By Perdeep Gill, social care and safeguarding consultant
We often bandy around the term ‘toxic trio’ without really thinking about what it means for our practice when domestic violence, mental ill-health and substance misuse are all present in a case.
Community Care Live London 2016.
Perdeep Gill will be speaking about what serious case reviews reveal about working with the ‘toxic trio’. Her session will cover:
• Practical steps for exploring and better understanding the level of risk
• Making meaningful assessments and interventions in cases involving the ‘toxic trio’
• What lies beneath the practice failings identified by serious case reviews
Toxicology usually focuses on a known toxin – the dose and/or level of exposure – or an interaction of ingredients that together creates a toxin.
The challenge when safeguarding children is how to make sense of the ingredients that are present: the type, the amount, the dimensions, the context and the impact on different families.
Serious case reviews can offer us a chance to reflect on what we do in practice and why we do it (analysis and reflection that is often missing from the actual reviews themselves!).
The Daniel Pelka SCR, for example, throws up some interesting questions for our social work practice. For example:
- There were many shared reports of domestic abuse and parental intoxication. Yet the assessments were often lamentably superficial with a singular focus on presenting incidents and shallow solutions. Why? Does this activity reveal our unconscious helplessness in dealing with these issues? Do we often do something, anything, to give ourselves a false sense of security rather than face the more difficult task of unravelling what is happening behind closed doors?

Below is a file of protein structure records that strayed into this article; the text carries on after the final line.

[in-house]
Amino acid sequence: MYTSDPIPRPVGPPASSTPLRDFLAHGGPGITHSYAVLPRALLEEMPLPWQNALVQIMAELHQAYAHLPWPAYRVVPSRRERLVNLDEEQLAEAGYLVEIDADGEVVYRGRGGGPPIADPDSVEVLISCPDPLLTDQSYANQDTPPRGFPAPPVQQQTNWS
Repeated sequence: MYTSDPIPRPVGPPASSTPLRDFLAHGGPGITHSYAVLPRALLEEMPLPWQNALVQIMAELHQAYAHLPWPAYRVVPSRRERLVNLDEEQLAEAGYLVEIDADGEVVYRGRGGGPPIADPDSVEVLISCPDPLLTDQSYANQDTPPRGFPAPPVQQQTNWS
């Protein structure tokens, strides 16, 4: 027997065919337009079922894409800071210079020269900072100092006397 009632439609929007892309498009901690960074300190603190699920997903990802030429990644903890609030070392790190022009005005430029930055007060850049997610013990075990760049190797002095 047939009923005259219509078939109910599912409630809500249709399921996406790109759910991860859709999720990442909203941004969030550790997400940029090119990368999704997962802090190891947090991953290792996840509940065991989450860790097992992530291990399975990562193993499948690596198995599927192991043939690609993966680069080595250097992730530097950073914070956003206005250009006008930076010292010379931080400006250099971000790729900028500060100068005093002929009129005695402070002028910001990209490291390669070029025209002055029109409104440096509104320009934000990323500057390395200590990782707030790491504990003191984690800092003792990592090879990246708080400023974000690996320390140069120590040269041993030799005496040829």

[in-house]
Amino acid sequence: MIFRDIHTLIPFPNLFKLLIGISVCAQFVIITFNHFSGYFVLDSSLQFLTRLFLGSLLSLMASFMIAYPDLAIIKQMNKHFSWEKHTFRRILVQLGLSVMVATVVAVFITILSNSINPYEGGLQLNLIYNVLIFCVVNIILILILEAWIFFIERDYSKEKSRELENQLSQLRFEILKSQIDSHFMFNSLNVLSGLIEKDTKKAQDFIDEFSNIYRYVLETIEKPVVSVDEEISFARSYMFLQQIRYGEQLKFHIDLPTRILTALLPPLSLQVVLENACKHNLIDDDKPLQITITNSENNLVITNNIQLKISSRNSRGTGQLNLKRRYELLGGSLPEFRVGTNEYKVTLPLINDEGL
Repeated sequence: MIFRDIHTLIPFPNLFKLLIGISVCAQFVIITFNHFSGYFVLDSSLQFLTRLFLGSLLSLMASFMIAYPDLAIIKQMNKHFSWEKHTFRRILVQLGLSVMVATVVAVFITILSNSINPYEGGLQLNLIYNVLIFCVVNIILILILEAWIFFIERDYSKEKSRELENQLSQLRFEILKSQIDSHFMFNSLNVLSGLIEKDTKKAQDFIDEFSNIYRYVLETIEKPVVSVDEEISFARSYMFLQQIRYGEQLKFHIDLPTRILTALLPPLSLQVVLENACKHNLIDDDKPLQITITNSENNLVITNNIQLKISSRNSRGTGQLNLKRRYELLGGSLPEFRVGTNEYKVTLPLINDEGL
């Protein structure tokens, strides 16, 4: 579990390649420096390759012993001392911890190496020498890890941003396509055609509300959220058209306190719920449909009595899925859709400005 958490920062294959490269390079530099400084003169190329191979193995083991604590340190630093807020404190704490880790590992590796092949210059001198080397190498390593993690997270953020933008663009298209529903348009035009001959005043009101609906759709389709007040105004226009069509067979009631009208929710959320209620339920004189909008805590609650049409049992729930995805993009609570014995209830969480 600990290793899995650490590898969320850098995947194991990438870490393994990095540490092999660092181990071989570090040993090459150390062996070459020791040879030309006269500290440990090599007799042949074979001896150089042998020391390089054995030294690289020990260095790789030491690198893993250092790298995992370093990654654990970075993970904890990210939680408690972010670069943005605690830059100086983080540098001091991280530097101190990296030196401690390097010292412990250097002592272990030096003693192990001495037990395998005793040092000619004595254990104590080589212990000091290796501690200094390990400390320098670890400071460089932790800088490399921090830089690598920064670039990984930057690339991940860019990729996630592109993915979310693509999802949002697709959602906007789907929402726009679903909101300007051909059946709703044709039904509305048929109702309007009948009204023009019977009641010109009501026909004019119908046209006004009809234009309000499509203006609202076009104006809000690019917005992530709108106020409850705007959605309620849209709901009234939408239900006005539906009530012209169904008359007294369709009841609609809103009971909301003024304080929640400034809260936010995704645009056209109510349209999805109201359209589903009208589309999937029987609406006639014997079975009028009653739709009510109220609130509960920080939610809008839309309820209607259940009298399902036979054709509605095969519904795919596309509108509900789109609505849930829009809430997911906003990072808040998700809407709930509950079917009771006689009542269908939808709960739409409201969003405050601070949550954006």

- The SCR shows that professionals failed to explore the history, family functioning and dynamics both within and without the context of domestic and alcohol abuse. Why? Were professionals desensitised? Were danger signs normalised and minimised in our minds? What impact did that have on the children?
- Daniel had a spiral fracture and multiple bruising and the explanation given was of an accidental injury. Although the original medical opinion said the injury involved significant twisting we gave more weight to the parent’s account when it was verified by a child. Did we ask ourselves simple questions at the time? If there was abuse, how probable was it that a child interviewed through mum’s friend would disclose? What is the likelihood, if abused, that children may be groomed not to disclose?
Once we discard the possibility of abuse then it is all too easy to create a mindset that in all likelihood means we will then later fail to recognise the later signs of it.
It’s not enough to see things, we must constantly ask ourselves if we understand what we see.
Community Care Inform Children subscribers can use our Learn on your Lunch resources to run group sessions or for individual CPD, reflecting on the learning from serious case reviews. The session on the Blake Fowler (Child K) SCR explores how practitioners approach complex domestic violence cases and how to avoid some of the traps that professionals involved in this case fell into.
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